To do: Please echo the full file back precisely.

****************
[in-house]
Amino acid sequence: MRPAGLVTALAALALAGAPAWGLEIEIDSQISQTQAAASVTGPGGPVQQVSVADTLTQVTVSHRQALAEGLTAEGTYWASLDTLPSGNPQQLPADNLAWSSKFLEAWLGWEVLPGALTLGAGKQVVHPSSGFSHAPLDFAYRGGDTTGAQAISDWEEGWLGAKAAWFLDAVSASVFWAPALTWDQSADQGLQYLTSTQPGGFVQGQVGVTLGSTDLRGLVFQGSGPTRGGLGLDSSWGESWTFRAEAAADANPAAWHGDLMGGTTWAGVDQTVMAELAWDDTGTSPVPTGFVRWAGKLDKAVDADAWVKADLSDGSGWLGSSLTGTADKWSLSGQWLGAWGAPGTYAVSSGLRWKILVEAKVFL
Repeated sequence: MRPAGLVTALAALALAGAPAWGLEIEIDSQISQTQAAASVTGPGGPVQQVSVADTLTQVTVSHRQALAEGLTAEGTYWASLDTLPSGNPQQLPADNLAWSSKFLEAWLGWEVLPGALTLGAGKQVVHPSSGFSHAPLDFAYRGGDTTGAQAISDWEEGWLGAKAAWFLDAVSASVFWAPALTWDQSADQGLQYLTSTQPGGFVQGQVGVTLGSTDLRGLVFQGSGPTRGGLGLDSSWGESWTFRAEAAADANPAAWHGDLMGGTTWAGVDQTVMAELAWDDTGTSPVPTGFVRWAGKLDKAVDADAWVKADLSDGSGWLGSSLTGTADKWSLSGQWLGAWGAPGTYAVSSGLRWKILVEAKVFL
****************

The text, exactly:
[in-house]
Amino acid sequence: MRPAGLVTALAALALAGAPAWGLEIEIDSQISQTQAAASVTGPGGPVQQVSVADTLTQVTVSHRQALAEGLTAEGTYWASLDTLPSGNPQQLPADNLAWSSKFLEAWLGWEVLPGALTLGAGKQVVHPSSGFSHAPLDFAYRGGDTTGAQAISDWEEGWLGAKAAWFLDAVSASVFWAPALTWDQSADQGLQYLTSTQPGGFVQGQVGVTLGSTDLRGLVFQGSGPTRGGLGLDSSWGESWTFRAEAAADANPAAWHGDLMGGTTWAGVDQTVMAELAWDDTGTSPVPTGFVRWAGKLDKAVDADAWVKADLSDGSGWLGSSLTGTADKWSLSGQWLGAWGAPGTYAVSSGLRWKILVEAKVFL
Repeated sequence: MRPAGLVTALAALALAGAPAWGLEIEIDSQISQTQAAASVTGPGGPVQQVSVADTLTQVTVSHRQALAEGLTAEGTYWASLDTLPSGNPQQLPADNLAWSSKFLEAWLGWEVLPGALTLGAGKQVVHPSSGFSHAPLDFAYRGGDTTGAQAISDWEEGWLGAKAAWFLDAVSASVFWAPALTWDQSADQGLQYLTSTQPGGFVQGQVGVTLGSTDLRGLVFQGSGPTRGGLGLDSSWGESWTFRAEAAADANPAAWHGDLMGGTTWAGVDQTVMAELAWDDTGTSPVPTGFVRWAGKLDKAVDADAWVKADLSDGSGWLGSSLTGTADKWSLSGQWLGAWGAPGTYAVSSGLRWKILVEAKVFL